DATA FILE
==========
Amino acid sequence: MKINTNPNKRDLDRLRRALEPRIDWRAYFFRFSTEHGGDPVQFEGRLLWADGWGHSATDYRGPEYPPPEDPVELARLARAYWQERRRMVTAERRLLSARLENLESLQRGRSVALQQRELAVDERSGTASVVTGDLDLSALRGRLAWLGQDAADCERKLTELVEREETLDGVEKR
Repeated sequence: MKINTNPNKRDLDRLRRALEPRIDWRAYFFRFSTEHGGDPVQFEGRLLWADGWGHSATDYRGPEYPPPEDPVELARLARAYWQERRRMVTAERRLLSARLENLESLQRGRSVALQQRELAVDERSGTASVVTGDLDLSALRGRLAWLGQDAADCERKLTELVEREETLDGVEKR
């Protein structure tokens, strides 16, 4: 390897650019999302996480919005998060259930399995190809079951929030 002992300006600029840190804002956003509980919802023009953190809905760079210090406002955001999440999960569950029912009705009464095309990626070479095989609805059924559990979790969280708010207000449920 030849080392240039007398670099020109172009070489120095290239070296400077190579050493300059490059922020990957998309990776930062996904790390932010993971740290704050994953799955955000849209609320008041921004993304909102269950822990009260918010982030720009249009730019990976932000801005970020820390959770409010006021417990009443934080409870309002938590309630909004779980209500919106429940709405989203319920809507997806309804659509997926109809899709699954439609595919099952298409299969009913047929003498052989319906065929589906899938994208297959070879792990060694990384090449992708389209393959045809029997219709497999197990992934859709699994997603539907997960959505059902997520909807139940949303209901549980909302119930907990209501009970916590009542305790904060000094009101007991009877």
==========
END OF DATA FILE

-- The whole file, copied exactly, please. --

Amino acid sequence: MKINTNPNKRDLDRLRRALEPRIDWRAYFFRFSTEHGGDPVQFEGRLLWADGWGHSATDYRGPEYPPPEDPVELARLARAYWQERRRMVTAERRLLSARLENLESLQRGRSVALQQRELAVDERSGTASVVTGDLDLSALRGRLAWLGQDAADCERKLTELVEREETLDGVEKR
Repeated sequence: MKINTNPNKRDLDRLRRALEPRIDWRAYFFRFSTEHGGDPVQFEGRLLWADGWGHSATDYRGPEYPPPEDPVELARLARAYWQERRRMVTAERRLLSARLENLESLQRGRSVALQQRELAVDERSGTASVVTGDLDLSALRGRLAWLGQDAADCERKLTELVEREETLDGVEKR
């Protein structure tokens, strides 16, 4: 390897650019999302996480919005998060259930399995190809079951929030 002992300006600029840190804002956003509980919802023009953190809905760079210090406002955001999440999960569950029912009705009464095309990626070479095989609805059924559990979790969280708010207000449920 030849080392240039007398670099020109172009070489120095290239070296400077190579050493300059490059922020990957998309990776930062996904790390932010993971740290704050994953799955955000849209609320008041921004993304909102269950822990009260918010982030720009249009730019990976932000801005970020820390959770409010006021417990009443934080409870309002938590309630909004779980209500919106429940709405989203319920809507997806309804659509997926109809899709699954439609595919099952298409299969009913047929003498052989319906065929589906899938994208297959070879792990060694990384090449992708389209393959045809029997219709497999197990992934859709699994997603539907997960959505059902997520909807139940949303209901549980909302119930907990209501009970916590009542305790904060000094009101007991009877």